- Given the matters set out above, I do not accept that the level of landfill airspace capacity in South East Queensland is uncertain or at risk. Even if it was uncertain, or at risk, the position would not be appreciably improved by granting the approval sought by Bio-recycle. As the evidence demonstrated, the approval, even if granted and acted upon, would create less than 2 months of additional landfill airspace capacity in South East Queensland.
- To establish a need for the proposed development, Bio-recycle, as I have said, also relied upon qualitative matters over and above the numerical analysis discussed above. I have identified these qualitative matters as: (1) enhancing competition and choice; and (2) adopting a sensible economic approach by reusing and enhancing the capacity of existing infrastructure.
- Do the qualitative matters establish there is a community, economic and planning need for the proposal?
- I am comfortably satisfied the above question is answered in the negative.
- In general terms, I accept the development is close to existing critical infrastructure and will, consistent with economic theory, efficiently reuse and extend existing infrastructure. The more important question is one of weight. What weight is attributed to this matter in the assessment of need?
- In my view, the consideration deserves little weight in the circumstances. This is because, whilst the economic benefit of reusing and extending the capacity of existing infrastructure is a matter of public benefit, it is a matter for consideration in the planning scheme, namely s.6.6(2)(j). Further, the significance of the benefit is in any event limited, if not marginal, given the extent to which the proposed development would provide additional landfill airspace capacity for South East Queensland.
- As I have already said, the numerical analysis carried out by the waste industry experts establishes the proposed development will provide less than 2 months additional landfill airspace capacity for South East Queensland. It will extend the life of the facility for a period of two years. The achievement of ‘economic efficiency’ for a period of two years pales against the public detriment that would be suffered as a consequence of the approval. An approval would result in the creation of an artificial man-made grassed mound, which will remain in perpetuity, and unacceptably detract from the amenity of the RVPDA. When seen in this light, the benefit of economic efficiency does little, if anything, to advance Bio-recycle’s need case. Further, it does little to suggest that the proposed development will, taking all things into account, ‘improve the physical well-being of the community’.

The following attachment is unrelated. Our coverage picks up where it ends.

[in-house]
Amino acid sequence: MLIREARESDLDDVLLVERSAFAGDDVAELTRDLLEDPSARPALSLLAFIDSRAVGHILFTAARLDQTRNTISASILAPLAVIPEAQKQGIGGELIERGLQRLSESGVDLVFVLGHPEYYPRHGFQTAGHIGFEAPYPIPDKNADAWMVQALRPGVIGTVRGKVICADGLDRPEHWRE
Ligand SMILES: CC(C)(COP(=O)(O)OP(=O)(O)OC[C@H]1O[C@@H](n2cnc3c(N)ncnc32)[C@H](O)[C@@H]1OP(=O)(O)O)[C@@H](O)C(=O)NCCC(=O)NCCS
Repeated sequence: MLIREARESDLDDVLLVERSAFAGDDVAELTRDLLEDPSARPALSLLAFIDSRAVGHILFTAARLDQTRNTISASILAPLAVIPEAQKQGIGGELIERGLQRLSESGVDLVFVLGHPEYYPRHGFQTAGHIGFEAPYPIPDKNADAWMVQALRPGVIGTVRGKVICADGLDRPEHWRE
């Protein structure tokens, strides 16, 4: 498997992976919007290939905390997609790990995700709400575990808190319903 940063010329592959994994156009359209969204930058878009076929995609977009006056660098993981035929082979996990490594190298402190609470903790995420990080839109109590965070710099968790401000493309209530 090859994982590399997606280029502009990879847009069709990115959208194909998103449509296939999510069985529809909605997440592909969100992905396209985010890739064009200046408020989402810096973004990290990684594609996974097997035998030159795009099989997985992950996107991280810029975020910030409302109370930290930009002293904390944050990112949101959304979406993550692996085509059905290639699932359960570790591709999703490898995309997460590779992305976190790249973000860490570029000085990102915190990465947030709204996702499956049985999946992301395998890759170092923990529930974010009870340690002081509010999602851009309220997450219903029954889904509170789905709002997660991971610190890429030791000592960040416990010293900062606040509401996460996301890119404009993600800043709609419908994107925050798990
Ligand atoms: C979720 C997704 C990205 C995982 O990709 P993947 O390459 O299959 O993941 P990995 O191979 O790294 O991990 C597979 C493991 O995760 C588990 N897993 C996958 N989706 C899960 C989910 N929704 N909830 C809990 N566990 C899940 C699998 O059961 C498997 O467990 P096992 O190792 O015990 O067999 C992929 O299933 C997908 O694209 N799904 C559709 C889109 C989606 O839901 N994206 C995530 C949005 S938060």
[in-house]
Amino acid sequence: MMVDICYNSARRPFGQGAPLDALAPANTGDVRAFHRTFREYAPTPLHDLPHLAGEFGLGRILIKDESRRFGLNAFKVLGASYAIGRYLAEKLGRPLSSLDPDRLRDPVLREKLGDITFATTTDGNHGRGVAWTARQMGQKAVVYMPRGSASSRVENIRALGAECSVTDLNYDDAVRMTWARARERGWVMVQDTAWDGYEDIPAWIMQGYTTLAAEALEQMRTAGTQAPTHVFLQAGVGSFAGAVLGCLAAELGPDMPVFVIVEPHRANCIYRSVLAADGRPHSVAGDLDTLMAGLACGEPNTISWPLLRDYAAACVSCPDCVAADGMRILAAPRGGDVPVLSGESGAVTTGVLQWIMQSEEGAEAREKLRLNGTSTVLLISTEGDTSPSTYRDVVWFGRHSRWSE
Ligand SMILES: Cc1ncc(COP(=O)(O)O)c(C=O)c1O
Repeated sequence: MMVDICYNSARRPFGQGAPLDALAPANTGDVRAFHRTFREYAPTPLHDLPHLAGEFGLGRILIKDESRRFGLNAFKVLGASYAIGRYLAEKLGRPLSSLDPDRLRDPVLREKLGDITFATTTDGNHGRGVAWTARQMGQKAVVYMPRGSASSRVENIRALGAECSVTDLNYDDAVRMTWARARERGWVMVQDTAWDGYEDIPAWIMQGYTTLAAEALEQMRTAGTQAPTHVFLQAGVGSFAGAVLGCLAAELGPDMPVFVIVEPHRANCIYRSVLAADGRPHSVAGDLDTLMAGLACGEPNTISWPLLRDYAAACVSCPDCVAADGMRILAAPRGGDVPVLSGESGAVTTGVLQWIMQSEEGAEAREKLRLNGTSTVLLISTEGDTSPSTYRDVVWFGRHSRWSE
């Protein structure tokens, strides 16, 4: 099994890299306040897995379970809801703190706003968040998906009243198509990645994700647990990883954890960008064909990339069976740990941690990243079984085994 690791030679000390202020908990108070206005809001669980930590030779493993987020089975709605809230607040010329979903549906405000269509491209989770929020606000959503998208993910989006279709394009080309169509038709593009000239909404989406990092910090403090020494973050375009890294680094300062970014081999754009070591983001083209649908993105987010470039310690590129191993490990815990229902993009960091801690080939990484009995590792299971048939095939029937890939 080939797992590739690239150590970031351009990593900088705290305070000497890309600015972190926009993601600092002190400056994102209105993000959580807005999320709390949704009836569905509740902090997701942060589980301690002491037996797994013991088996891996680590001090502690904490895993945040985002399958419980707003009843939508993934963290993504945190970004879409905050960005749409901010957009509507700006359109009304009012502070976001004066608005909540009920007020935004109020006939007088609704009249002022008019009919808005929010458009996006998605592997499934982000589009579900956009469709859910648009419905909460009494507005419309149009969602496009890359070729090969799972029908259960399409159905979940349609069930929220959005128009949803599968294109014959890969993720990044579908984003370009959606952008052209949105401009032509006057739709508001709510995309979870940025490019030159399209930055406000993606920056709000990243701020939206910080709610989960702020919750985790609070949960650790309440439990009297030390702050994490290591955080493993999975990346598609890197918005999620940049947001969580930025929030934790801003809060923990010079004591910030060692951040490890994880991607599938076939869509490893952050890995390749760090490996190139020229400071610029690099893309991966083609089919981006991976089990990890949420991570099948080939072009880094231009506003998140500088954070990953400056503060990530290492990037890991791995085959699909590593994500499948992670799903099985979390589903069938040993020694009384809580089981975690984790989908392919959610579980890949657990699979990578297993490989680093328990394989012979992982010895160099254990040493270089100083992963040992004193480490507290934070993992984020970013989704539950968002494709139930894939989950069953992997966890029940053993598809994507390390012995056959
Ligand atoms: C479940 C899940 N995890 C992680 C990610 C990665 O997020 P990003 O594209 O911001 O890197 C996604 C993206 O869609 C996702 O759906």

- I also accept, as a general proposition, the proposed development will provide additional competition and choice for landfill airspace. This contribution will, however, be limited, if not marginal, in the circumstances. The evidence establishes the market is spoilt for choice. Bio-recycle is one of 10 private landfill operators providing landfill airspace in South East Queensland. In addition, there are 8 local government operated landfill facilities. The number of operators in the market suggests there is ample choice. There is no evidence to suggest the market is suffering from a lack of competition, or is in need of additional competition.
- It is common for an applicant to advance ‘town planning need’ as a reason supporting approval of a development application. This is particularly where, as here, the development is inconsistent with material parts of the relevant planning documents. As this Court has recognised for many years, if not decades, need in the planning sense is underlined by a basic assumption there is a latent unsatisfied demand which is either not being met, or adequately met, by the planning scheme in its present form. This basic assumption was not established on the evidence before me.
- An analysis of the planning scheme reveals, it has encouraged for many years the filling of mining voids to rehabilitate degraded land. Put another way, the planning scheme makes provision for the very land use which is the subject of this development application. There is no evidence to suggest the provision made by the planning scheme is inadequate to meet the legitimate landfill needs of the local government area, or South East Queensland. More particularly, the evidence fell well short of demonstrating that a latent unsatisfied demand exists for 735,000m3 to 748,000m3 of landfill airspace that cannot be met by resent planning arrangements.
- The evidence, in my view, establishes there is no planning, community or economic need for the proposed development. The application, in such circumstances, is more akin to an exercise in entrepreneurial skill involving a matter of private economics. The matter of private economics relates to Bio-recycle’s intention to sustain its existing landfill operation for the benefit of its customers, and its own financial reward. This is not said in any way as a criticism. Rather, the point is that the development is one that, if approved, undoubtedly sounds in an economic benefit for Bio-recycle, but not a benefit for the public in a planning sense.